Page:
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Easy algebra - Calculus question help - find roots of

  1. Jul 21, 2009 #1
    1: Which of the following is incorrect

    a cos2x = 2-(sin^2) x
    b (sin^2)x + (cos^2)x = 1
    c cos x = sin ( pi/2 -x)
    d sin2x = 2sinxcosx

    I know b is correct, fairly sure c is correct because i know cos is out of phase by pi/2
    have no bloody idea how to determine which of these is wrong

    help please, need to know the rules/trig identities


    2:
    if a = 3/4, then 1/ a+1 = 1/1.75
    HOWEVER i need to know how to do this, without a calculator, we are allowed NO calculator during the exam, and the awnser is something like 0.57632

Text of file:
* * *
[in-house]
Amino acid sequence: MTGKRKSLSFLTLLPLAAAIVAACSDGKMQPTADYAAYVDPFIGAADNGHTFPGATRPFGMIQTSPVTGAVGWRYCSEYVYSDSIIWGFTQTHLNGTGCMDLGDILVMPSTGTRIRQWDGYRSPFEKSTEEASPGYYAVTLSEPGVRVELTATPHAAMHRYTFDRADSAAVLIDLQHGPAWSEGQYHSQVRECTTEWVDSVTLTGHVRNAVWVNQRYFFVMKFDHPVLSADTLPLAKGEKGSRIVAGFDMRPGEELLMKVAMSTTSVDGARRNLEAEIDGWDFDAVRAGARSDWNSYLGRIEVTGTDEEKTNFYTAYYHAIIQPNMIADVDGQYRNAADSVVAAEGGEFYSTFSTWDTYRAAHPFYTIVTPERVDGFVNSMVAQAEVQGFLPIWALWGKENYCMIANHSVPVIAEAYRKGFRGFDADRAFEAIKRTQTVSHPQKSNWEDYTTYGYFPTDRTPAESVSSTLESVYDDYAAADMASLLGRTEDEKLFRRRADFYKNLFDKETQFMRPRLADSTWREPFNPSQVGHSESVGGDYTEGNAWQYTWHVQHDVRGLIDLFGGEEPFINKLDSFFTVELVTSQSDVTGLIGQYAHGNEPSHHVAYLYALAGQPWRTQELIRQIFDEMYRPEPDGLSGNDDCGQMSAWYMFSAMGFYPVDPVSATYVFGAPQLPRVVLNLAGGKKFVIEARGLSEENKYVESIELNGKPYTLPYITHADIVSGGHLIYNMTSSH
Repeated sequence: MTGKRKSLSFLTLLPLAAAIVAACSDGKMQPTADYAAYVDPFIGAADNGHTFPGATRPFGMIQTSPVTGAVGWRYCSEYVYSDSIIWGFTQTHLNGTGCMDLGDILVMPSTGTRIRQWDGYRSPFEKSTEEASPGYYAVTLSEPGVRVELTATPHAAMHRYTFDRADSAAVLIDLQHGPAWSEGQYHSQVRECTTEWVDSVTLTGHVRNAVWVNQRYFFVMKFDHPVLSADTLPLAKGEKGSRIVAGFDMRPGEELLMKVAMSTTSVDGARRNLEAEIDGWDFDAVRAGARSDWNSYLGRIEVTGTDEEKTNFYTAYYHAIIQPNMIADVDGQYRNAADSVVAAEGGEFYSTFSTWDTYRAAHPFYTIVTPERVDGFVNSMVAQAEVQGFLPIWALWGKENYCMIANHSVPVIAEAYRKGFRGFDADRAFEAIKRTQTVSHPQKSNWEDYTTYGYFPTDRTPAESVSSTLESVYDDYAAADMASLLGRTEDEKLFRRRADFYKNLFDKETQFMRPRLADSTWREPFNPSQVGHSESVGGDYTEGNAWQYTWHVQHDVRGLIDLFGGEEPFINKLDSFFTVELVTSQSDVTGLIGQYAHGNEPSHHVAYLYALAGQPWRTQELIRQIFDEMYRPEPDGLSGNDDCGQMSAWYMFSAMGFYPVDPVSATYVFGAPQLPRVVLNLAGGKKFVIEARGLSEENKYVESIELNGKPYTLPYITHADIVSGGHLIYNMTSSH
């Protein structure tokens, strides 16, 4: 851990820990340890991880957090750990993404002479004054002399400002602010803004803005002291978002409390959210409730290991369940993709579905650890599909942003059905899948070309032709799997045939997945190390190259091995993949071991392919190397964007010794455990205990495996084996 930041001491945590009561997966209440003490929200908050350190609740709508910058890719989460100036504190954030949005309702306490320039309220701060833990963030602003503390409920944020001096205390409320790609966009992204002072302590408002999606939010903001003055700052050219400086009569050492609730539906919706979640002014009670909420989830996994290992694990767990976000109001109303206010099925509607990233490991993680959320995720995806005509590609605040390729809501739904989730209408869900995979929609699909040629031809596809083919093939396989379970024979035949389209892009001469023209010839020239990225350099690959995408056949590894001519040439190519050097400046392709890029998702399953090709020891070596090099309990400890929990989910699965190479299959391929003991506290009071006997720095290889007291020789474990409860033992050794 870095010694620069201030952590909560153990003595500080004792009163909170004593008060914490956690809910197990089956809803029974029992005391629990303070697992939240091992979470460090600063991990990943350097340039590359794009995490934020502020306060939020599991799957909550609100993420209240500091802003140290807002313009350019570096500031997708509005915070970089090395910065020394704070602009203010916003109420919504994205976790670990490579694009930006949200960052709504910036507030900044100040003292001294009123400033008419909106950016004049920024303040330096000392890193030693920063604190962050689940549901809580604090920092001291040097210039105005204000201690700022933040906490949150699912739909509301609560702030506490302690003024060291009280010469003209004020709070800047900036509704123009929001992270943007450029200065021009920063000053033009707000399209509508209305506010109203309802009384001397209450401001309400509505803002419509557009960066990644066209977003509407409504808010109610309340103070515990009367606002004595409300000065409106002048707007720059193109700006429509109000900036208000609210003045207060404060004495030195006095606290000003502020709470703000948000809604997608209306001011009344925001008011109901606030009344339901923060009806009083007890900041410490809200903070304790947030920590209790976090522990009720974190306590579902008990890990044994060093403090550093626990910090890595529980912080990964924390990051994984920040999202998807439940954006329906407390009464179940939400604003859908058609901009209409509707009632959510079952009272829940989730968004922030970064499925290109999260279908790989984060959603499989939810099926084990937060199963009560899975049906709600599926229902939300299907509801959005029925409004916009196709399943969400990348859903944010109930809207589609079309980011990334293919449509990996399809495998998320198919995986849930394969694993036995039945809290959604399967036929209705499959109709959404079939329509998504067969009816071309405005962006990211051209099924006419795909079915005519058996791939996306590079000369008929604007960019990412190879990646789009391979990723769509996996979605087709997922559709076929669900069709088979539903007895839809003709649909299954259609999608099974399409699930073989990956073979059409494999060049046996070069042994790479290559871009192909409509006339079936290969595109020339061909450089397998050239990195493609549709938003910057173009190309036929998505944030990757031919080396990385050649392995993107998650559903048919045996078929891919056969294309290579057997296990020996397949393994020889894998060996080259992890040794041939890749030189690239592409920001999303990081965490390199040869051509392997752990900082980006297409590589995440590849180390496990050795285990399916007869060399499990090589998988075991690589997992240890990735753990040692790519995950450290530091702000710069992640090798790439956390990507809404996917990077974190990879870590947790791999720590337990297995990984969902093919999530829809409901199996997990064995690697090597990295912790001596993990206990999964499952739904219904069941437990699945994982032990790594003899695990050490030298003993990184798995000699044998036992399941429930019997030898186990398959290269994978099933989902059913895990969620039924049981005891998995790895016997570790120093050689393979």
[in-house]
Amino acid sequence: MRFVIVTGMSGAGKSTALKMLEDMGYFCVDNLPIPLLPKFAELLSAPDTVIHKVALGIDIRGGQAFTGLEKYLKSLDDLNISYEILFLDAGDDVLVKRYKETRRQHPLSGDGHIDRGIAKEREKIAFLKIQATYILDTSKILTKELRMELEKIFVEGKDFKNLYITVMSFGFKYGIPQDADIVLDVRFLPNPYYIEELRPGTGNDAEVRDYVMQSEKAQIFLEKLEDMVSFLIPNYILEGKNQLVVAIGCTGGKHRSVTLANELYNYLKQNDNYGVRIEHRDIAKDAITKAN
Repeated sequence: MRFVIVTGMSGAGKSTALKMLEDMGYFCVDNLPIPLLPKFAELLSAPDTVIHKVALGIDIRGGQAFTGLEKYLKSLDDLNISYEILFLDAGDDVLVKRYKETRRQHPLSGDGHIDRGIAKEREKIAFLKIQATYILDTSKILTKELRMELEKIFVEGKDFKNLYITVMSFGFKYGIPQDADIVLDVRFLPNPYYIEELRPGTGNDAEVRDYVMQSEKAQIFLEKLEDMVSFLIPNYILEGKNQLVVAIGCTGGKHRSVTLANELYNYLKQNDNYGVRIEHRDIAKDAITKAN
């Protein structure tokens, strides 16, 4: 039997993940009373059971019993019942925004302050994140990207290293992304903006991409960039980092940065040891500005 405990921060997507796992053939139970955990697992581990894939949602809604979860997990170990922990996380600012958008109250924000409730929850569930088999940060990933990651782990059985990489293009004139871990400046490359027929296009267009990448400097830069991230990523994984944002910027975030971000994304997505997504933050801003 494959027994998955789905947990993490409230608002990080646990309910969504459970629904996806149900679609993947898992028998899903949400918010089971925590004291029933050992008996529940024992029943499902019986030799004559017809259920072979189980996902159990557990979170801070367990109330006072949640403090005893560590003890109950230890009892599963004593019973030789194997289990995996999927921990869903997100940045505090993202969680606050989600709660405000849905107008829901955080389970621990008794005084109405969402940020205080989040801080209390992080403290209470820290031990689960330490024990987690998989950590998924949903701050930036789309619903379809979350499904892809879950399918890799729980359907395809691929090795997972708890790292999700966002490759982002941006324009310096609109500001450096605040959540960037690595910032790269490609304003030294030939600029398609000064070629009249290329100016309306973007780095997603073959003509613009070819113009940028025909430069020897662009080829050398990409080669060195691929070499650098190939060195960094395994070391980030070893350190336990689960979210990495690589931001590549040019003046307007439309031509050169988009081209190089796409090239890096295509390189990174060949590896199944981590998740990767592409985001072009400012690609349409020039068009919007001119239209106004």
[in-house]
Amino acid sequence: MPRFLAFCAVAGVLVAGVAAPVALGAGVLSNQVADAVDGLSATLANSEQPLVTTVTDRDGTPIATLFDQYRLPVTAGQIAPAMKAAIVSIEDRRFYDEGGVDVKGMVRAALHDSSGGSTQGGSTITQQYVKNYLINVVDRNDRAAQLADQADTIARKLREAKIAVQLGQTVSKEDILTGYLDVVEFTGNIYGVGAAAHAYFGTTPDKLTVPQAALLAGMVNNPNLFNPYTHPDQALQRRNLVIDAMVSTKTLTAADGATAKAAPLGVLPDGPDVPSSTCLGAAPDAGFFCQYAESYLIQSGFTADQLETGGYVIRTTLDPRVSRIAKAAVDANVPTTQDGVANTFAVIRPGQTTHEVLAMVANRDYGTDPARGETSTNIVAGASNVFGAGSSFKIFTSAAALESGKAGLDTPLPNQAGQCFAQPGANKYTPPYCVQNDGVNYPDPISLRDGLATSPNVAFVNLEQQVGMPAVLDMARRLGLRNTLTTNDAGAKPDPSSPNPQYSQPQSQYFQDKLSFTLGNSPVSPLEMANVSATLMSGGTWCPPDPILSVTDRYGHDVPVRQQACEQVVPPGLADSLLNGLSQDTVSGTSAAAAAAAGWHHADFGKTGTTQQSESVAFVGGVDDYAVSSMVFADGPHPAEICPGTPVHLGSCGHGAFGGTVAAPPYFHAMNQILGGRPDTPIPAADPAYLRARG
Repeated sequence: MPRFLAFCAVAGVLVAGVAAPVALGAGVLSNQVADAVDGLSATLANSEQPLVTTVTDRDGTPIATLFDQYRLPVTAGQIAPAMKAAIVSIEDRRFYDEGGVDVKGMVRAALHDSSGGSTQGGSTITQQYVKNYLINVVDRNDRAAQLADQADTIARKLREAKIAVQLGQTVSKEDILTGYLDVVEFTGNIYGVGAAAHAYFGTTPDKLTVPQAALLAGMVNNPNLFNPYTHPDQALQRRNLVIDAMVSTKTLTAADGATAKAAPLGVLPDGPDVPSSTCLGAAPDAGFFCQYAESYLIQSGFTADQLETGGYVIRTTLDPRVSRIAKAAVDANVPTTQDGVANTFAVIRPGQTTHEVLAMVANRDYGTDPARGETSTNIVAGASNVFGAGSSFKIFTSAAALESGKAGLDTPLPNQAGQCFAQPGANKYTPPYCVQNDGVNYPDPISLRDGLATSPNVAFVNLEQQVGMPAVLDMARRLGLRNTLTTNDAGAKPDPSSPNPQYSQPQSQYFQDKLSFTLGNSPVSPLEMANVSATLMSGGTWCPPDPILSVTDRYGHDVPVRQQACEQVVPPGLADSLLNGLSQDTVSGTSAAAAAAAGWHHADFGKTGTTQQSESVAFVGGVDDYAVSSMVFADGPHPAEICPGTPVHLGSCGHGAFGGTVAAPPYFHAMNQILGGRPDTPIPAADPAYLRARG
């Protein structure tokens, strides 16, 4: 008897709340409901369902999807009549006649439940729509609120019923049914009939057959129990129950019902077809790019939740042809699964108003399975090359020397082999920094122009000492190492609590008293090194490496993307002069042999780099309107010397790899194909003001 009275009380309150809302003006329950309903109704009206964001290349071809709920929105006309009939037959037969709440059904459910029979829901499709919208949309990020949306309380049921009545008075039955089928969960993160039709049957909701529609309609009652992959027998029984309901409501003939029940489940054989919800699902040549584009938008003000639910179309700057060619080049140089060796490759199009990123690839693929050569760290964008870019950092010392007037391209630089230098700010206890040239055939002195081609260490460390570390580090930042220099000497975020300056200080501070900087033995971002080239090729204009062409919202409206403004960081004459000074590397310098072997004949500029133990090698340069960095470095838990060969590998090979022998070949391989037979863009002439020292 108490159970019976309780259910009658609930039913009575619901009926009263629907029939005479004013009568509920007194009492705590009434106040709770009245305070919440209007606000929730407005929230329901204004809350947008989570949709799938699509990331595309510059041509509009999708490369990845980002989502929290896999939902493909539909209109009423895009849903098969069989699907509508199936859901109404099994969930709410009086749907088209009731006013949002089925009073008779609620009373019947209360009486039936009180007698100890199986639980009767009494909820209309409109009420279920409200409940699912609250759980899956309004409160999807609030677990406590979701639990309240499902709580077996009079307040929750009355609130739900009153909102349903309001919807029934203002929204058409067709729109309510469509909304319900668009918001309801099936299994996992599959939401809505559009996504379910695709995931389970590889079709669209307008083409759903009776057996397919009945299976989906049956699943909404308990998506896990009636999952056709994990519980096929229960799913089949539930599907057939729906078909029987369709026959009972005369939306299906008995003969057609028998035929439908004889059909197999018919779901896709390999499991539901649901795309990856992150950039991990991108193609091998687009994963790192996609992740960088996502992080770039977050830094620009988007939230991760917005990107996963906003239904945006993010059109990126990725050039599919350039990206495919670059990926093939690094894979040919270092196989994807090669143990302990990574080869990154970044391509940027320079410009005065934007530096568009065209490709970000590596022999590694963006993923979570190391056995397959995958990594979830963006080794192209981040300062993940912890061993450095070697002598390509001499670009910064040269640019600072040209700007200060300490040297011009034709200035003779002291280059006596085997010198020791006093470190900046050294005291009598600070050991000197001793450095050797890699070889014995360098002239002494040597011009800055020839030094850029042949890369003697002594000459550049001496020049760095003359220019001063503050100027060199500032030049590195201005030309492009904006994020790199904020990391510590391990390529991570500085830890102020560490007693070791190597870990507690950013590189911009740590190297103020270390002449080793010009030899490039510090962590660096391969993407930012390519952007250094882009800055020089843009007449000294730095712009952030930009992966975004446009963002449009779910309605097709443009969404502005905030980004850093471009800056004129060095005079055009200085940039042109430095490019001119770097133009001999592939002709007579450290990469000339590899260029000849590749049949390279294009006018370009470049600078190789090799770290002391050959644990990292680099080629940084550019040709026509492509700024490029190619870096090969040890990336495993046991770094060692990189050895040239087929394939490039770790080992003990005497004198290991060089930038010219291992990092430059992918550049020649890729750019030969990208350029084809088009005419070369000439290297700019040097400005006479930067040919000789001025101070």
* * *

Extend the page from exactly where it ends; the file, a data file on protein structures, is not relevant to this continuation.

3: 1/x - 1/(x-3) = a / x(x-3)
    solve for a,

    i tried multiplying the first side by x-3, so got (x-3)/(x(x-3)) - (x-3)/(x-3)
    (x-3)/(x^2-3x) - 1 = a / (x^2 -3x)
    moving (x^2-3x),
    (x-3) -1 = a
    x -4 =a?????????????

    help pl0xzafd
     
  2. jcsd
  3. Jul 21, 2009 #2
    The easiest way to find the incorrect equations is to pick values at which cosine and sine are easy to evaluate. For example, let x=pi or x=0, and see which equations fail to be true.
    If a=3/4, then
    [tex]
    \frac{1}{a+1} = \frac{1}{3/4+1} = \frac{1}{3/4 + 4/4} = \frac{1}{7/4} = \frac{4}{7}
    [/tex]
    Remember that dividing by a fraction is the same as multiplying by its reciprocal. Can you divide 7 into 4 to get the first few digits of 0.57632?

    Let's hold off on #3 until we get these.
     
  4. Jul 21, 2009 #3

    Sweet, i get number two, i didn't think of turning 1 into 4/4 XD

    as for the first question, I am not allowed to use a calculator at all during the test, so can't really substitute in complex cos/sine stuff (i know simple ones like cos 90= 0 ect..ect..) but nothing to hardcore
     
  5. Jul 21, 2009 #4

    Pengwuino

    User Avatar
    Gold Member